The site for the town of Northwood was chosen for its location on the hill overlooking a bend in the Shell Rock River; the Stromstein Building is located on that overlook and is the most distinctive bridge linking the river and the commercial core. The building's physical relationship to the historic commercial core of Central Avenue also remains intact. The first floor has been a mixed-use commercial and residential for most of its life, including serving as a shoe shop and beauty parlor. The upper floor has always been a dwelling. The building is considered a contributing resource to the Northwood Central Avenue Historic District, which was placed on the National Register in 2006. It is the roof and street facade, however, that makes the design of the Stromstein Building truly one-of-a-kind.
The Stromstein building currently stands in a state of deterioration, with significant foundation settlement, wood rot evident in the sill plate, windowsills, and soffits. Deterioration and cracking of the brick foundation wall is evident at and below grade level. Some attic "ridge beams" have twisted. The soffit boards on the west have pulled free of the soffit framing at the north half of the building. The chimney at the center of the building has deteriorated and crumbled into the basement. The first floor is very irregular. This may be due to poorly framed or supported openings in the floor, joist rot, or deterioration of the sills. The bead board ceiling of the first floor has fallen in many locations. The second floor framing appears to be in relatively good condition.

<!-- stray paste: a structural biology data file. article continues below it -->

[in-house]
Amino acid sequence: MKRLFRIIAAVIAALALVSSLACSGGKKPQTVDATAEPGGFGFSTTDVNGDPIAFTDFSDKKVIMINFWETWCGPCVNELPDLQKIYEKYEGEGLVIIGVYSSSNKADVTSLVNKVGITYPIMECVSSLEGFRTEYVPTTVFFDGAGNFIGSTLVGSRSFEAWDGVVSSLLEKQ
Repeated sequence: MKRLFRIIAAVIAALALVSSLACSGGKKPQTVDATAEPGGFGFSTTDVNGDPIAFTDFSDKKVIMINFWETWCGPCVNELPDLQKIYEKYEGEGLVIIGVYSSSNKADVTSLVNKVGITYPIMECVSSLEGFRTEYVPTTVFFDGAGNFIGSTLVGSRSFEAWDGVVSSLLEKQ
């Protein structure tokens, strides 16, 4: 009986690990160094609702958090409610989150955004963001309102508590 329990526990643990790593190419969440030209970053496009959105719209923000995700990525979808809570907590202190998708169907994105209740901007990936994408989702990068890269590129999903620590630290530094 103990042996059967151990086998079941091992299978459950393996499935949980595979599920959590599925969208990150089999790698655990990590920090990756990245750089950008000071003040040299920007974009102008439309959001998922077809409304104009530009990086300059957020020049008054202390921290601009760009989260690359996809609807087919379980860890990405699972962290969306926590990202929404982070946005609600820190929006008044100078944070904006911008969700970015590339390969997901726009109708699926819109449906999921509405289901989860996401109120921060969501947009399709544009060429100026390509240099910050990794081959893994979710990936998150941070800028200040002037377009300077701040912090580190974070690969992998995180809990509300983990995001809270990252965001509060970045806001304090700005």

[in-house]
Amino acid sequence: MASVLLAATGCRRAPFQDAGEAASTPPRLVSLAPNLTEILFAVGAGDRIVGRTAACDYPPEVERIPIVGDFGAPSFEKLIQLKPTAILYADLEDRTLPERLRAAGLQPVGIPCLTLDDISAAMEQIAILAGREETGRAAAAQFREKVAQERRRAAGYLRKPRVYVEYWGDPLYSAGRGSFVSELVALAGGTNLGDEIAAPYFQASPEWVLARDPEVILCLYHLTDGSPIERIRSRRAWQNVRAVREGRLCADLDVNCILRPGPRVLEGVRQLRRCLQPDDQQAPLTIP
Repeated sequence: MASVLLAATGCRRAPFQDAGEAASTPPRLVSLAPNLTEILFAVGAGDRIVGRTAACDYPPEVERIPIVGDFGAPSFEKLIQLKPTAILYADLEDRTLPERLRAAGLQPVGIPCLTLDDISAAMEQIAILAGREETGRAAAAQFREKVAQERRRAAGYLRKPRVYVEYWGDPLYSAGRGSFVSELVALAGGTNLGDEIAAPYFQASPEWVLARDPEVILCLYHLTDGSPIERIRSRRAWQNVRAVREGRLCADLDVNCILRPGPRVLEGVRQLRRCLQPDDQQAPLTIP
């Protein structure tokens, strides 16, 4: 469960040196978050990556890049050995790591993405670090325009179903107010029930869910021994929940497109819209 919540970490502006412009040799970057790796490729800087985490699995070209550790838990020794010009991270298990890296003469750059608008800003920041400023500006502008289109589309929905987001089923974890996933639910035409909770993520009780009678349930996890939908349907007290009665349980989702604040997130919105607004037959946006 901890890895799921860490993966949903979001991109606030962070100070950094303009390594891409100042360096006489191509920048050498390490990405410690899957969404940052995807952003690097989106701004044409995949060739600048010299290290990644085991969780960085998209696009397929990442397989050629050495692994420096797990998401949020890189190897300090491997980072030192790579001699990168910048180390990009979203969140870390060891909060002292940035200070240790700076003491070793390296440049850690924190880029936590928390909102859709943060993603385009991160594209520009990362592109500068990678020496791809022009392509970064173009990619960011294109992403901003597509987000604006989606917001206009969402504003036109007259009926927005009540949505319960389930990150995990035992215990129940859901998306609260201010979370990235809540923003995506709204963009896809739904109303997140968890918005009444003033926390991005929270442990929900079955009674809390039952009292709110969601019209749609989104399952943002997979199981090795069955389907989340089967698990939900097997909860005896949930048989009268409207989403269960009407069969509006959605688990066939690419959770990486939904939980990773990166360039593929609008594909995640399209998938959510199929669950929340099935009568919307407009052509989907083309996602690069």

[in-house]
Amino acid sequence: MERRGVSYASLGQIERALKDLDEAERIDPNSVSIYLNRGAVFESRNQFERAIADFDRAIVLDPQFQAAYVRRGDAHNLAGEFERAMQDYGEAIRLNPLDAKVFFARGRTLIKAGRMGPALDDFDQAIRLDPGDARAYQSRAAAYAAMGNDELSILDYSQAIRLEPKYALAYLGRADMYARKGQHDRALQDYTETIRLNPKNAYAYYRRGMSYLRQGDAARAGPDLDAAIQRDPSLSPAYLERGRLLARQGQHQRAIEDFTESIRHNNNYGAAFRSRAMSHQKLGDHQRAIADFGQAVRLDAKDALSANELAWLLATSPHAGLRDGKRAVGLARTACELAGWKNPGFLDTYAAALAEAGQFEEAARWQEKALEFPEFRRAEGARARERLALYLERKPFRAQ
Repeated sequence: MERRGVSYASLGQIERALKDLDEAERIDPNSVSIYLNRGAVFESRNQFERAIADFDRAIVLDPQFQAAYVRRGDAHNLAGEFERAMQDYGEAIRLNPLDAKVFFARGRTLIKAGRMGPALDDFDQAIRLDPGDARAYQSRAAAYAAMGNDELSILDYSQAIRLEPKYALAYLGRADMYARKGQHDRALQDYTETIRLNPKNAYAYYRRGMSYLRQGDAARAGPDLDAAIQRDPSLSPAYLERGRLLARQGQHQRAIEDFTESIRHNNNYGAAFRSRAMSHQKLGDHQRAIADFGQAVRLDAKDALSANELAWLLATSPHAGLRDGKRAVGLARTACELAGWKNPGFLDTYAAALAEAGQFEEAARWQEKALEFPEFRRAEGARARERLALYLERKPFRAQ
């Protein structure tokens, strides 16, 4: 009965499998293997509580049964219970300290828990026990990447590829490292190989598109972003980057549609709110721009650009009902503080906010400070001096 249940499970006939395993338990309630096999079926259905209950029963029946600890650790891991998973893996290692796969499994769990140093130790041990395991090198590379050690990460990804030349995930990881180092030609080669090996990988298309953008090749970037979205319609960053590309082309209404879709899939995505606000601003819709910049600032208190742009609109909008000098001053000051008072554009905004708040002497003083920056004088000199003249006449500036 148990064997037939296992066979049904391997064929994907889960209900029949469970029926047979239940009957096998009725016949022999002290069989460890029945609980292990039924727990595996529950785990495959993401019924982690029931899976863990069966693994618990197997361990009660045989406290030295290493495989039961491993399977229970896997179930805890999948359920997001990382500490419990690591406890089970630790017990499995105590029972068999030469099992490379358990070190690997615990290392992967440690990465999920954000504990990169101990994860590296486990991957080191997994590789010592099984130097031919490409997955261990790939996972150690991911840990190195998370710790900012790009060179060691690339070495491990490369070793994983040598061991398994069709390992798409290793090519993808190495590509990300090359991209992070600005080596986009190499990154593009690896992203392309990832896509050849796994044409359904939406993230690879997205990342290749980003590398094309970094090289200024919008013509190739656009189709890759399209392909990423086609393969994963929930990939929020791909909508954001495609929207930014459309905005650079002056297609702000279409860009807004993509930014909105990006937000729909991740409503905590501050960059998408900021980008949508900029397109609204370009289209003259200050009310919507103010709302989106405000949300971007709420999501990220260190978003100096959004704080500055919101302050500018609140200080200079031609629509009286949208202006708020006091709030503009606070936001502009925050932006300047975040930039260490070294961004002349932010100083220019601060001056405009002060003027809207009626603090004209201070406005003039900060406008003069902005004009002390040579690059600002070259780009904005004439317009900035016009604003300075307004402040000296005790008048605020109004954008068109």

Most window glass is missing and sashes, while extant, are heavily weathered. Water has infiltrated and damaged various elements of the interior.